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RCN calls for full-time nurses for ‘looked after children’


The Royal College of Nursing has issued a new position statement calling for improved services for children in care.

The RCN wants all clinical commissioning groups to employ full-time designated nurses for looked after children as a cornerstone for improving health outcomes for children in care.

“Designated and named nurses can provide vital expertise in supporting children in care”

Fiona Smith

It follows a survey by the RCN, which found a lack of service capacity and clarity around roles and responsibilities was letting down looked after children in England.

The position statement, published today, aims to reinforce the existing guidance around designated and named nurses for looked after children in order to improve services and achieve better health outcomes for children in care, said the RCN.

Fiona Smith, RCN professional lead for children and young people’s nursing, highlighted that looked after children were “some of the most vulnerable children” in the country.

They were more likely to experience mental, physical and emotional health problems than other children, as well as “facing disadvantages that often continue long into adult life”, noted Ms Smith.

She said: “The government needs to ensure that CCGs have the funds and resources to improve the health outcomes of looked after children.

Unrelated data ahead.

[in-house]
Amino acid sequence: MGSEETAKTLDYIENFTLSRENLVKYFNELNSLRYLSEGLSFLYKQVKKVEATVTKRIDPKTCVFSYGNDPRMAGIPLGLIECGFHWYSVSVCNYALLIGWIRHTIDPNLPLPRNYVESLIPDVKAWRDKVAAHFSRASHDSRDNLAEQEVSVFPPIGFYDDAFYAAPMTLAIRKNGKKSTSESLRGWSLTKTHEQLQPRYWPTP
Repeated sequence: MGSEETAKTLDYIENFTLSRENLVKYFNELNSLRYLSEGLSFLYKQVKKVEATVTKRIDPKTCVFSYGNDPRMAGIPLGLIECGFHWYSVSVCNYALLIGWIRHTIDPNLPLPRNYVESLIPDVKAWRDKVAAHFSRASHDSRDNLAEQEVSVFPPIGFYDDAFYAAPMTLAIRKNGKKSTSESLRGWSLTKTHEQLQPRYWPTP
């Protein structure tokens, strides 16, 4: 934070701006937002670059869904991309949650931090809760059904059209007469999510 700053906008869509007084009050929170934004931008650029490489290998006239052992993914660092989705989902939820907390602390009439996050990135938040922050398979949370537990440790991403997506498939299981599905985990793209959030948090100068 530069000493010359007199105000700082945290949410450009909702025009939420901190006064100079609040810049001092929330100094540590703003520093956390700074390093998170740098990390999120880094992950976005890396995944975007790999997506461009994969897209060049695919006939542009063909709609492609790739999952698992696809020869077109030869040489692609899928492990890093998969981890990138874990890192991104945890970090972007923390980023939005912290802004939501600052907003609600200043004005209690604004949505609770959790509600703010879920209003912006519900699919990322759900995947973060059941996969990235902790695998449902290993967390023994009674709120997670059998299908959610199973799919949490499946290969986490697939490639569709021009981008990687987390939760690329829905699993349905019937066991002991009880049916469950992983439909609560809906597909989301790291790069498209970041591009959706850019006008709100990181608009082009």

Royal College of Nursing

Fiona Smith

“Designated and named nurses can provide vital expertise in supporting children in care and can bring together key partners to commission and deliver strong, integrated support for those in the care system,” she added.

“Only with these measures in place can we deliver the help and support that children in care truly deserve,” stated Ms Smith. 

Drawing on the feedback and frontline experiences of specialist nurses gathered via its survey, the RCN said it would be submitting evidence to the Commons’ education committee on improved services for those currently in and leaving the care system.


Readers' comments (2)

  • Good idea: these most vulnerable young people must not be forgotten,
    and its takes time to acquire the professional skills to work with them effectively.

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  • Will they get abandoned by such a service once they reach 61 or 18 years old? Hope not. Perhaps they could remain involved by assisting to deliver care?

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